A UCL-led study of 9,050 English people with an average age of 65 found that the people with the greatest wellbeing were 30% less likely to die during the average eight and a half year follow-up period than those with the least wellbeing.
The study, published in The Lancet as part of a special series on ageing, was conducted by researchers from UCL (University College London), Princeton University and Stony Brook University. It used questionnaire answers to measure a type of wellbeing called 'eudemonic wellbeing', which relates to your sense of control, feeling that what you do is worthwhile, and your sense of purpose in life. People were divided into four categories based on their answers, ranked from highest wellbeing to lowest wellbeing.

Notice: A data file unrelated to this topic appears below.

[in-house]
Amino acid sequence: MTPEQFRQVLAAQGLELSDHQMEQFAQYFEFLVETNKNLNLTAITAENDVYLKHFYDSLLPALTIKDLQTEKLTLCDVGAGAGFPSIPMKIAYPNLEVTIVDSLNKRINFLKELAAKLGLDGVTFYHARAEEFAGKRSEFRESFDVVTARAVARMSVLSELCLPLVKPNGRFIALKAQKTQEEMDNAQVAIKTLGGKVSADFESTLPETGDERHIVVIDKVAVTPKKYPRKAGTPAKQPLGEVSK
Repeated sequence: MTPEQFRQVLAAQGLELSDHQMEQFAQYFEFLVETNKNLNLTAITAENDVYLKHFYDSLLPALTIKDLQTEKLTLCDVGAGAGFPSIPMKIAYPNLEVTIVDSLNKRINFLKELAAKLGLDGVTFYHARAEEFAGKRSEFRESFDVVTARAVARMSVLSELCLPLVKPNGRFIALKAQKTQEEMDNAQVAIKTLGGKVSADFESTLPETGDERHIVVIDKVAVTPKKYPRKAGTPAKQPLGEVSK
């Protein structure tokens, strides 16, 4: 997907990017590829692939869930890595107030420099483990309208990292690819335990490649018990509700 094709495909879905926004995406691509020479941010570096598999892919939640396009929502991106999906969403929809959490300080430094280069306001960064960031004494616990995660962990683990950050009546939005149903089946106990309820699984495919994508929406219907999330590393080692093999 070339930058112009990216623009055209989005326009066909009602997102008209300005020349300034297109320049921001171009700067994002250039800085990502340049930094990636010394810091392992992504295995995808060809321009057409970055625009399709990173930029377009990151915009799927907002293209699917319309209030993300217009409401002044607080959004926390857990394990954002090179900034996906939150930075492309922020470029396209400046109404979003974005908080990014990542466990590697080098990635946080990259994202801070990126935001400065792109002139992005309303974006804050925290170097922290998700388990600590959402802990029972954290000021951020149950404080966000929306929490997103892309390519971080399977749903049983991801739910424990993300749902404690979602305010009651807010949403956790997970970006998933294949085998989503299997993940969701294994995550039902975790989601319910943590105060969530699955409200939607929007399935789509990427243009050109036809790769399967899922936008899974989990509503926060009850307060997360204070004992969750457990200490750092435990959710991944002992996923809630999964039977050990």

The results were adjusted for age, sex, socio-economic status, physical health, depression, smoking, physical activity and alcohol intake, to rule out as many factors as possible that could influence both health and wellbeing. For example, terminal illnesses could reduce both wellbeing and life expectancy. Continue reading.
Originally posted on MedicalXpress.
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